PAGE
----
I’m not sure that San Francisco didn’t want WonderCon. But you’re certainly correct that the Moscone Convention Center hasn’t been able to give Comic-Con International the date commitments they would need to schedule the event there.
I’m convinced you’re also correct that, even if CCI hosted events in more cities, San Diego Comic-Con would continue to see a capacity, sell-out crowd each year. Additional events would, however, provide more alternatives to those who can’t get a coveted ticket to SDCC.
Actually, the idea of expanding the con to a week or so is not a new one and is proposed every year at the ‘Talkback’ panel, where it is summarily shot down.
1) Expanding the con to a week+ means that CCI must rent the Convention Center space, equipment, personnel, staffing, etc., for more than the week itself. Gotta set up and break down that stuff. All that costs more money and that will mean that badge price levels will go up.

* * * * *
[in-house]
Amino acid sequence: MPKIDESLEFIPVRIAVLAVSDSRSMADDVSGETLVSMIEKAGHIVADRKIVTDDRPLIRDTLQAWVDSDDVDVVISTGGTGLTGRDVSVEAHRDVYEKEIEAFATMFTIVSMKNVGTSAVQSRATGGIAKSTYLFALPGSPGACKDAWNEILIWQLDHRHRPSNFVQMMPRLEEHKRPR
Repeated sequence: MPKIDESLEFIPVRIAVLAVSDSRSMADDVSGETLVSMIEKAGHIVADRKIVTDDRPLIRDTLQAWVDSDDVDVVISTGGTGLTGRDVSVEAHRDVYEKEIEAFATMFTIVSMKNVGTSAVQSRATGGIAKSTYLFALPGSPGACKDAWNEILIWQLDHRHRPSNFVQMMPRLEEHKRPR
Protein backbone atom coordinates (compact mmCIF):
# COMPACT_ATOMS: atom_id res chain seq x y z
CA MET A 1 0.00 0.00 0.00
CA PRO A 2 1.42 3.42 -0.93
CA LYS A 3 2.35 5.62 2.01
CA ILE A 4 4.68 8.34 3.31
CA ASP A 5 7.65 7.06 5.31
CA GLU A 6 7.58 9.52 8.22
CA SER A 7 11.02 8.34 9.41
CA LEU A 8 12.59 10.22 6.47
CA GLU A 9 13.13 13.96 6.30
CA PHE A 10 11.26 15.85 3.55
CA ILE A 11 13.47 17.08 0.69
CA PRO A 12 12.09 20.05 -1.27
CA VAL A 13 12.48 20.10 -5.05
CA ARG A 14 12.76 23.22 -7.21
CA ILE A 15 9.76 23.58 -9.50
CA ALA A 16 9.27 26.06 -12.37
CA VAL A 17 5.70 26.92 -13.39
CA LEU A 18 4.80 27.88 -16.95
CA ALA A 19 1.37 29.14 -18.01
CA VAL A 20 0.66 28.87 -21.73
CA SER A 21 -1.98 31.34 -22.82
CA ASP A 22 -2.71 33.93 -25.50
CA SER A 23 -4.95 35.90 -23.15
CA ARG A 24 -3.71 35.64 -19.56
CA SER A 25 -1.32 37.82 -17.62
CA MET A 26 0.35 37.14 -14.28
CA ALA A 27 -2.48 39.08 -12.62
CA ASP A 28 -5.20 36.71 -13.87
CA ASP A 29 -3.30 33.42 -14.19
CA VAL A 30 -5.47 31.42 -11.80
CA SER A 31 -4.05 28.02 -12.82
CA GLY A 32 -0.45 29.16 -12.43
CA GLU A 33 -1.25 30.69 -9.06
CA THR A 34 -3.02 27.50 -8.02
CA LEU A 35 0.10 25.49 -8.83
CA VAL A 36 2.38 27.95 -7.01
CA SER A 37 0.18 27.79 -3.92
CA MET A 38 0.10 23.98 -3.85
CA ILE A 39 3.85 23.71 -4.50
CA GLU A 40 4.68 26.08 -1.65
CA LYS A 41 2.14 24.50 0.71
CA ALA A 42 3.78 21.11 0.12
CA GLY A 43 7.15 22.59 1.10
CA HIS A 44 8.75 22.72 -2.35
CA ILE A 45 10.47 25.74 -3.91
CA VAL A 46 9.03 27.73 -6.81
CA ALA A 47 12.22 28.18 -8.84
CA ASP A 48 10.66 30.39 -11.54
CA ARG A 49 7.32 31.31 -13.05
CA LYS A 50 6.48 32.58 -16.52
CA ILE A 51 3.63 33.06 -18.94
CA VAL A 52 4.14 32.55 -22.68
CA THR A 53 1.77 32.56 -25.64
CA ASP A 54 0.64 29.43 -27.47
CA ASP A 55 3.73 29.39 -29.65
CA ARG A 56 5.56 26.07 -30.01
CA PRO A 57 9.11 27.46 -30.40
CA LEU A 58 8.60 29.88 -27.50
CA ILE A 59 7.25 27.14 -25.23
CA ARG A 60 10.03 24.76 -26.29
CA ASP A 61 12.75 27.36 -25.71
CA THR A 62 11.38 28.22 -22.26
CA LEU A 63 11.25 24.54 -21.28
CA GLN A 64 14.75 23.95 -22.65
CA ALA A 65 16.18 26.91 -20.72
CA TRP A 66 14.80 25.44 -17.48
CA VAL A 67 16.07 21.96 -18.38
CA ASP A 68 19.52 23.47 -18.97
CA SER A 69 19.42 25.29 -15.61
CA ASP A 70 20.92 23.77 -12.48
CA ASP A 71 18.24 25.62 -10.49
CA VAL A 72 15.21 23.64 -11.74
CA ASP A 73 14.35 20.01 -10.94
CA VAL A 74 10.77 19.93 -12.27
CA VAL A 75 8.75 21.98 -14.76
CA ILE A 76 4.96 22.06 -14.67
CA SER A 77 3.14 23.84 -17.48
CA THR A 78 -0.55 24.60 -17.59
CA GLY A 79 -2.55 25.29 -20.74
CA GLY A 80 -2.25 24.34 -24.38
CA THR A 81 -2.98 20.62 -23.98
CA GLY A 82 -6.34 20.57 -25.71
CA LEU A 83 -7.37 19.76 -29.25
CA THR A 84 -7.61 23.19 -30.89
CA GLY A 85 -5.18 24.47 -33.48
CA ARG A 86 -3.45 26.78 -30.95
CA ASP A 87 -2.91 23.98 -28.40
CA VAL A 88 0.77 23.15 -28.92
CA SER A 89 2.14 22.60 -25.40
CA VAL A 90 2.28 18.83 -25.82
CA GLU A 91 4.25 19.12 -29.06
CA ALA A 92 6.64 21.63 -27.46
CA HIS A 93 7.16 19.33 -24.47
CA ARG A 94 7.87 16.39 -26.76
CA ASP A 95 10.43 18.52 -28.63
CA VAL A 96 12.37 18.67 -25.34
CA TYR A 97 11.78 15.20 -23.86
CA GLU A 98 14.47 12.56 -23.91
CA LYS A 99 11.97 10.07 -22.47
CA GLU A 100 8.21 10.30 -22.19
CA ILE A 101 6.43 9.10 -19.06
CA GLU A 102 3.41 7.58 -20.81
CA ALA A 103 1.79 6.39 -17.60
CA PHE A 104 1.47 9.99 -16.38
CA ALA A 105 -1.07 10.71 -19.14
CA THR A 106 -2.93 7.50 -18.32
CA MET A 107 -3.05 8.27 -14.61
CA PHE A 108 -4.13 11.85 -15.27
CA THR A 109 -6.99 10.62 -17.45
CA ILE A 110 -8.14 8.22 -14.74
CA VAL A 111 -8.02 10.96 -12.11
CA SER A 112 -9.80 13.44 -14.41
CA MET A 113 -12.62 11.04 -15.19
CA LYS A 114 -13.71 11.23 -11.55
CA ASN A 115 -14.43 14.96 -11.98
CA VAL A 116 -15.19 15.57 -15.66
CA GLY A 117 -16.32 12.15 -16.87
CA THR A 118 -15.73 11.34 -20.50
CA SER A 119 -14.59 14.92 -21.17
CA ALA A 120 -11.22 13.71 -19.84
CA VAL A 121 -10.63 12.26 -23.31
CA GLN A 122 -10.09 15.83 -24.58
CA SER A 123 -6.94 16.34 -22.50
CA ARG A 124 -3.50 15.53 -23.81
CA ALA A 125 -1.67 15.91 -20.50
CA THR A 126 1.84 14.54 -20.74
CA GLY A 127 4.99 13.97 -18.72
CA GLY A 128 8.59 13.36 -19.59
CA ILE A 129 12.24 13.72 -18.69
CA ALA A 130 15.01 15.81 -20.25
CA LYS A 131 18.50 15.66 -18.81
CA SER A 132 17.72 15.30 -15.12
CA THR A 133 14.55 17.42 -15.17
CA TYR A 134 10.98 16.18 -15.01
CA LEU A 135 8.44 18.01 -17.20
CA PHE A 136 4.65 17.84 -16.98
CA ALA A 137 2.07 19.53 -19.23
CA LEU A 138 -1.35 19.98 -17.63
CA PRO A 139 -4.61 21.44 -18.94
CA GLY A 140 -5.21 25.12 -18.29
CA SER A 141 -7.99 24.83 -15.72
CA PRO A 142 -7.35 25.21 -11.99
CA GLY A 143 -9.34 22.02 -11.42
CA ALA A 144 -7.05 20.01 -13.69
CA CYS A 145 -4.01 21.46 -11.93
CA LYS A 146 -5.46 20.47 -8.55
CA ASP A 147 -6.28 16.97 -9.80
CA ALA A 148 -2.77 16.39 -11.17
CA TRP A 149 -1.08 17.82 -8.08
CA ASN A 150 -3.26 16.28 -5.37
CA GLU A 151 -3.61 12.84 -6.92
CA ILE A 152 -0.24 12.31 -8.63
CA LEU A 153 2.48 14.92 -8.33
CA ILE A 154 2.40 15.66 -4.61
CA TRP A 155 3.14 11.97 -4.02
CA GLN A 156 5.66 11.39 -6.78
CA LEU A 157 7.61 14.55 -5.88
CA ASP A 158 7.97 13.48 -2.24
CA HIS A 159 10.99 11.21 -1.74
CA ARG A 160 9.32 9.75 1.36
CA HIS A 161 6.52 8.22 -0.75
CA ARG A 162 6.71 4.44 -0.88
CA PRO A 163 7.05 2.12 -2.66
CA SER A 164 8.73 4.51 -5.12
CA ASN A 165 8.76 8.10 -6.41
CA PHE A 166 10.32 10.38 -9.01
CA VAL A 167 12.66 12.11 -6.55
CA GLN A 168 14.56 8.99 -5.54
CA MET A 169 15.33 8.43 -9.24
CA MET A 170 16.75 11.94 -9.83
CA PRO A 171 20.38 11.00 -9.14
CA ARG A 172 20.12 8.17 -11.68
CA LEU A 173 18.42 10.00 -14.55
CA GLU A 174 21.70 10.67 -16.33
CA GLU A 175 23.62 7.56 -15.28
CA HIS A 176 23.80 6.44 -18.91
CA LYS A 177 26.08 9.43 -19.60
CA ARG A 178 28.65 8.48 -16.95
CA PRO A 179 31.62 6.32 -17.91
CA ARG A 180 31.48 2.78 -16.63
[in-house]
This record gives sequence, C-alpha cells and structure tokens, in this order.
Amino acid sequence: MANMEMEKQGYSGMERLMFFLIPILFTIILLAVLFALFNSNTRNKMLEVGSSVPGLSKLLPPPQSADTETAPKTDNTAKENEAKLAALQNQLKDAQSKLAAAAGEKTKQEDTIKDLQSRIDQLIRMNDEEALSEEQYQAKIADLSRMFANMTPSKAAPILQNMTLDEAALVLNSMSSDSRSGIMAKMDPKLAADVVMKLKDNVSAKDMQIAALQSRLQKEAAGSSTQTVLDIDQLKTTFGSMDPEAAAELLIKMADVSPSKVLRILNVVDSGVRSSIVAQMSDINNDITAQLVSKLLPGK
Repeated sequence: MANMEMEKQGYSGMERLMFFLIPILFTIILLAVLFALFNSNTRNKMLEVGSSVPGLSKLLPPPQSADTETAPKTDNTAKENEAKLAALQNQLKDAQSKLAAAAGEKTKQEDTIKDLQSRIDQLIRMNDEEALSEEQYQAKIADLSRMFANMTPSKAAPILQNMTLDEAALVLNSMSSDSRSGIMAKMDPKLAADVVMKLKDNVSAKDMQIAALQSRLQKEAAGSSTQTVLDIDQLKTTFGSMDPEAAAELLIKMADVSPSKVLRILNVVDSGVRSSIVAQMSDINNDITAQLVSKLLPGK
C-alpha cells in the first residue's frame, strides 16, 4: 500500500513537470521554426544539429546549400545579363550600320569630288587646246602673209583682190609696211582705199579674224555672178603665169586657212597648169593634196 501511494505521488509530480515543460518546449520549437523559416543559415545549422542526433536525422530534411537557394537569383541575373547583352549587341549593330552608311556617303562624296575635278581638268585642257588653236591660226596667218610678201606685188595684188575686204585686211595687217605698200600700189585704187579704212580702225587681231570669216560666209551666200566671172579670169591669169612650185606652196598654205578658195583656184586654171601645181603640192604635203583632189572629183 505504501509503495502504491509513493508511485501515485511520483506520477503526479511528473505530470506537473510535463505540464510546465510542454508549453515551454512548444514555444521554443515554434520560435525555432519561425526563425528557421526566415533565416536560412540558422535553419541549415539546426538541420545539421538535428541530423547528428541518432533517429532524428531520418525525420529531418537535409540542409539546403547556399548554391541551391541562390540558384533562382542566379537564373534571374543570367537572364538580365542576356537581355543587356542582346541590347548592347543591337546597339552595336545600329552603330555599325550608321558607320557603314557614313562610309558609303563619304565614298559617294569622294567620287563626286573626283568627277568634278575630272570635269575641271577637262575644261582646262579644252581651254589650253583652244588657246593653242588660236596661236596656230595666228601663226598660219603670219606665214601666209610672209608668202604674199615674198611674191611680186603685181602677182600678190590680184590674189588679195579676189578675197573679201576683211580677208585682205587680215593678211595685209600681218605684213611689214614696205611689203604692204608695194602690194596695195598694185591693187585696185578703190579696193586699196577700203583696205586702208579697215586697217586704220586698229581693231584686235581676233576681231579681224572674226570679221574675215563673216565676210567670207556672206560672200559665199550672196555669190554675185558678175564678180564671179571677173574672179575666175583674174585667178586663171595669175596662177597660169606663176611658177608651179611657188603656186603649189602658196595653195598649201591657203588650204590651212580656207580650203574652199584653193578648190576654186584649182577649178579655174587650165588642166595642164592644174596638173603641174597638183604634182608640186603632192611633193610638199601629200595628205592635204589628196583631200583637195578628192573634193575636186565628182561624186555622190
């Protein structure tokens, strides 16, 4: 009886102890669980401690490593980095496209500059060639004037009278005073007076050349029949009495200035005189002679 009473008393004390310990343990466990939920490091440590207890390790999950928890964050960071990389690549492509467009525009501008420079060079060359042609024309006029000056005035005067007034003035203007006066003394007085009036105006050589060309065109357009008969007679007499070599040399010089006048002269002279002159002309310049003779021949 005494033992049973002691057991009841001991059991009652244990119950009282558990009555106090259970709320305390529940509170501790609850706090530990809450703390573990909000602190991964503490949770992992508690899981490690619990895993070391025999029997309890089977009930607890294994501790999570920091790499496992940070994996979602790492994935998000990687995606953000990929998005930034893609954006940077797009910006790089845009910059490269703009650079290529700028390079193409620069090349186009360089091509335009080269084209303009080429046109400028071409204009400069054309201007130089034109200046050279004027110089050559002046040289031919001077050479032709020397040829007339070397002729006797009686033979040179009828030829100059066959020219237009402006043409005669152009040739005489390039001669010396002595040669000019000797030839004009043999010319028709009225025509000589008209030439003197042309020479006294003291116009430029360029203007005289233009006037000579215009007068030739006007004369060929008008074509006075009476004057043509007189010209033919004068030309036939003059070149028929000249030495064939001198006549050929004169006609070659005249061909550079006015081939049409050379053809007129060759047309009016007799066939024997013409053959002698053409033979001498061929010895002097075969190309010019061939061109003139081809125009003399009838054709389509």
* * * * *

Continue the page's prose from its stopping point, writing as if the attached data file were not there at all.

2) It’s not something that the vendors or artists on the Trade Show floor can do because of the associated costs–many of the smaller vendors cannot justify the cost of booth space for what is becoming smaller profits when just the one weekend is finished. Many of these vendors commit to other venues on the other weekends.
3) Let’s say that the con does expand to a week. OK, what will be the proposal when THAT sells out when the lines are just as long, the hotels are just as expensive, etc.?
These are all good points.
Yes, a longer Con would mean a higher badge price — at least if you wanted to attend all the days. This wouldn’t necessarily be the case for the shorter, more focused mini-Con’s (following the SXSW model).
In addition, the Comic-Con audience in general seems fairly price insensitive. In fact — although I know this isn’t a popular view — I would argue that, given the extent to which the demand exceeds the supply, the current ticket price is too low.
Regarding your second point, like the panels, the vendor portion of the show could be segmented: comic book vendors for three days, a special trade press day, anime and manga on a different day, and so on. While vendors could stay for the entire show if they choose to do so, they could focus on particular days to maximize the traffic for their intended audience.
In terms of your third point: Yes, SDCC would still be crazy — although, perhaps, with less disparate interests competing for the same venues.
But, at the end of the day, there’s no way around the fundamental issue that more people want to attend than the space can accommodate.